Failed Internet service provider RedHotAnt has said it will provide refunds to as many of its subscribers as possible, many of whom paid £120 only days before the company shut down its service.
The ISP has been the target of more than the usual acrimony following its demise. Kent County Council Trading Standards officials last week raided the company's offices after taking more than 80 complaints from consumers, in an attempt to determine RedHotAnt's financial status.
The group shut down its unmetered service last Tuesday after its funds ran dry, and at the time claimed it couldn't afford to offer refunds. Since then it has begun accepting applications for refunds from customers who signed up during December or later, but is making no guarantees.
Kent officials obtained a warrant to search RedHotAnt's offices last week and police officers raided the property Friday, removing files and computer equipment related to the company's business affairs.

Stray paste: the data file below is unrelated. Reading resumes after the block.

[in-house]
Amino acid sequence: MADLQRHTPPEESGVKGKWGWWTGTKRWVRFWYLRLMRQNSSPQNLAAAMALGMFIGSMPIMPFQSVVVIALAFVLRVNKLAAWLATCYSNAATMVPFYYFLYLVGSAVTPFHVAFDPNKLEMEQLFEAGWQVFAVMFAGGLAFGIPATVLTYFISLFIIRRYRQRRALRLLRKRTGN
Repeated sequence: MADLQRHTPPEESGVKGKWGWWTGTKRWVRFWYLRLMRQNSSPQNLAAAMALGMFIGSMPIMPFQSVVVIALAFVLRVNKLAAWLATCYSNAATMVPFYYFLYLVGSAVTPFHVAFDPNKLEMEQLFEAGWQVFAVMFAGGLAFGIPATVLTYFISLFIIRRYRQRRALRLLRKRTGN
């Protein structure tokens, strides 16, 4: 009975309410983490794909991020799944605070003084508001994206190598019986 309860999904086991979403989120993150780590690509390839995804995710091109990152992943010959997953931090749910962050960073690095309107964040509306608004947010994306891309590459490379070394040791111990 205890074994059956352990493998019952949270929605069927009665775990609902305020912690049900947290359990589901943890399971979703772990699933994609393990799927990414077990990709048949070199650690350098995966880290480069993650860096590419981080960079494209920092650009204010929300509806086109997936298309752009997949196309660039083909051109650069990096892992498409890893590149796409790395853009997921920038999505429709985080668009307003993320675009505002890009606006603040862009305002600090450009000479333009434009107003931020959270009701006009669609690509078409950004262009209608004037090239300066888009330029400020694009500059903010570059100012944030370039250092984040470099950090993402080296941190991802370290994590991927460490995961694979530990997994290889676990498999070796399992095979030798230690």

RedHotAnt managing director Kevin Wall said he is hopeful the situation will be resolved to the benefit of customers. "We feel confident that the authorities will find that we have acted and will continue to act in a moral fashion towards our subscribers in either un-suspending the unmetered service or providing a refund package," he said in a statement on the company's Web site.
If the ISP does refund subscription fees, it could set a precedent for other companies in a similar situation. A number of ISPs began offering flatrate services last year in expectation that a flatrate, wholesale package would soon be on offer from British Telecommunications (quote: BT), but in the meantime were forced to pay per-minute wholesale fees.
Friaco failed to materialise as quickly as ISPs expected, and the companies were also starved of new investment by souring investor sentiment towards the Internet sector, leading to the demise of companies such as Breathe.com and IG Click. However, none have so far offered refunds.
RedHotAnt customer refund applications can be sent to email@example.com.
How can you get online for less? Find out in the Unmetered Access Special.
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